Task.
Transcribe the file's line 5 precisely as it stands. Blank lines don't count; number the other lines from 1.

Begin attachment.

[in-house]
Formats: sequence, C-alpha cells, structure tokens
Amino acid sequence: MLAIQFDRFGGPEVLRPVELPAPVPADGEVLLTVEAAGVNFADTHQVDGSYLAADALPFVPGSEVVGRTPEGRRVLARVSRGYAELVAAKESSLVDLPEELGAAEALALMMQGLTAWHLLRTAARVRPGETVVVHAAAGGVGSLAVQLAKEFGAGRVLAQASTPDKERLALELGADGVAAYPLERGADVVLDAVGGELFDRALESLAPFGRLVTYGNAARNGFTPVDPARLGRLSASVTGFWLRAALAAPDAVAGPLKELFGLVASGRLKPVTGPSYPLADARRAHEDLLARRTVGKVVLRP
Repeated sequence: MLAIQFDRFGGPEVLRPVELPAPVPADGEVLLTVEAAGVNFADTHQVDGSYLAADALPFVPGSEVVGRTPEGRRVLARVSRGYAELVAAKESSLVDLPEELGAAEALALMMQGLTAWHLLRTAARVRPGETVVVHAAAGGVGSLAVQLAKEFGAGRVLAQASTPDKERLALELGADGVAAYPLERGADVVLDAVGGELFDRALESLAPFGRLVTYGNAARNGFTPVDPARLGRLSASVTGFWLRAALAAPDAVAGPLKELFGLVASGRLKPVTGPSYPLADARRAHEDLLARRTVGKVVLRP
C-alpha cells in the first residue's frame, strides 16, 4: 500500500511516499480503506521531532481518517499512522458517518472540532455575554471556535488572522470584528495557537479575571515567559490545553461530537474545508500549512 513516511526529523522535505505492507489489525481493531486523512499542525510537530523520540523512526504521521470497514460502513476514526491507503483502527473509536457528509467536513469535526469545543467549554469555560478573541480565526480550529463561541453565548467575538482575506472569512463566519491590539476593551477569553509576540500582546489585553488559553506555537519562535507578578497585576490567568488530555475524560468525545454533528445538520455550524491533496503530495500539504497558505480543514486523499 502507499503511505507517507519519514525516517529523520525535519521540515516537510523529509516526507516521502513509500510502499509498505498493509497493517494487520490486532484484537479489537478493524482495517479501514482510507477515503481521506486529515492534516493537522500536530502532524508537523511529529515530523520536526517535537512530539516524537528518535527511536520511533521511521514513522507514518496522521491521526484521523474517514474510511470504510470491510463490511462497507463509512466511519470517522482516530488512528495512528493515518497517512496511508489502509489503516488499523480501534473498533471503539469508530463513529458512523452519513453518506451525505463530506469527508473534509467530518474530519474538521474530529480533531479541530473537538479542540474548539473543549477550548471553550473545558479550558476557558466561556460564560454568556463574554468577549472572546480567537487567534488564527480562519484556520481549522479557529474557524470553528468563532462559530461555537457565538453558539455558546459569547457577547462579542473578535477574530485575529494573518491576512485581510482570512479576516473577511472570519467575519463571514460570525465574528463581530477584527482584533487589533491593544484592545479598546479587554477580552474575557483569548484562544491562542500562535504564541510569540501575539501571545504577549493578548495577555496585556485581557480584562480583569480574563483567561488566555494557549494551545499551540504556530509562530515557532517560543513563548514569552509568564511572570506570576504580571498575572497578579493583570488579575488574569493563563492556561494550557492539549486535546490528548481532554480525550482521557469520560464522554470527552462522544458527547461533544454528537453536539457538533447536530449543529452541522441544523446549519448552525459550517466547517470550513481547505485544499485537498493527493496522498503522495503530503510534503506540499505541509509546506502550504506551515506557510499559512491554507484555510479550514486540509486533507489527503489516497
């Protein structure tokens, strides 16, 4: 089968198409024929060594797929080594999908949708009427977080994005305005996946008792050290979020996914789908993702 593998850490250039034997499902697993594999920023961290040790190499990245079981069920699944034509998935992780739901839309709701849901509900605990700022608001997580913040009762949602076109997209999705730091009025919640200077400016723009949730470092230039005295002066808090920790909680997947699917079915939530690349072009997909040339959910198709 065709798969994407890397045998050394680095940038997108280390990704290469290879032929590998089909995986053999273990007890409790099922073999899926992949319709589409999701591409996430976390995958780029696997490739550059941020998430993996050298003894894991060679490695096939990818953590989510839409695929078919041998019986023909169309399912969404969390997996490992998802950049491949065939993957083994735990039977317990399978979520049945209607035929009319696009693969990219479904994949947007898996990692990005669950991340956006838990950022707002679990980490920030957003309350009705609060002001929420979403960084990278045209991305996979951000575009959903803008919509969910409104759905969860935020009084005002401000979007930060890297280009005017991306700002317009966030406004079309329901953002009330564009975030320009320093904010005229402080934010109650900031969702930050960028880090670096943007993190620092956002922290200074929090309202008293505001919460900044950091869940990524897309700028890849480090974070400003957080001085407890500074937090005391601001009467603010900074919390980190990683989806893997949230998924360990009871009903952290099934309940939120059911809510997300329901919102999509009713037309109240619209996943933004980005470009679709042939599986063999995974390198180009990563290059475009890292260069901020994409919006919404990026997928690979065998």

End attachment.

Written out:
C-alpha cells in the first residue's frame, strides 16, 4: 500500500511516499480503506521531532481518517499512522458517518472540532455575554471556535488572522470584528495557537479575571515567559490545553461530537474545508500549512 513516511526529523522535505505492507489489525481493531486523512499542525510537530523520540523512526504521521470497514460502513476514526491507503483502527473509536457528509467536513469535526469545543467549554469555560478573541480565526480550529463561541453565548467575538482575506472569512463566519491590539476593551477569553509576540500582546489585553488559553506555537519562535507578578497585576490567568488530555475524560468525545454533528445538520455550524491533496503530495500539504497558505480543514486523499 502507499503511505507517507519519514525516517529523520525535519521540515516537510523529509516526507516521502513509500510502499509498505498493509497493517494487520490486532484484537479489537478493524482495517479501514482510507477515503481521506486529515492534516493537522500536530502532524508537523511529529515530523520536526517535537512530539516524537528518535527511536520511533521511521514513522507514518496522521491521526484521523474517514474510511470504510470491510463490511462497507463509512466511519470517522482516530488512528495512528493515518497517512496511508489502509489503516488499523480501534473498533471503539469508530463513529458512523452519513453518506451525505463530506469527508473534509467530518474530519474538521474530529480533531479541530473537538479542540474548539473543549477550548471553550473545558479550558476557558466561556460564560454568556463574554468577549472572546480567537487567534488564527480562519484556520481549522479557529474557524470553528468563532462559530461555537457565538453558539455558546459569547457577547462579542473578535477574530485575529494573518491576512485581510482570512479576516473577511472570519467575519463571514460570525465574528463581530477584527482584533487589533491593544484592545479598546479587554477580552474575557483569548484562544491562542500562535504564541510569540501575539501571545504577549493578548495577555496585556485581557480584562480583569480574563483567561488566555494557549494551545499551540504556530509562530515557532517560543513563548514569552509568564511572570506570576504580571498575572497578579493583570488579575488574569493563563492556561494550557492539549486535546490528548481532554480525550482521557469520560464522554470527552462522544458527547461533544454528537453536539457538533447536530449543529452541522441544523446549519448552525459550517466547517470550513481547505485544499485537498493527493496522498503522495503530503510534503506540499505541509509546506502550504506551515506557510499559512491554507484555510479550514486540509486533507489527503489516497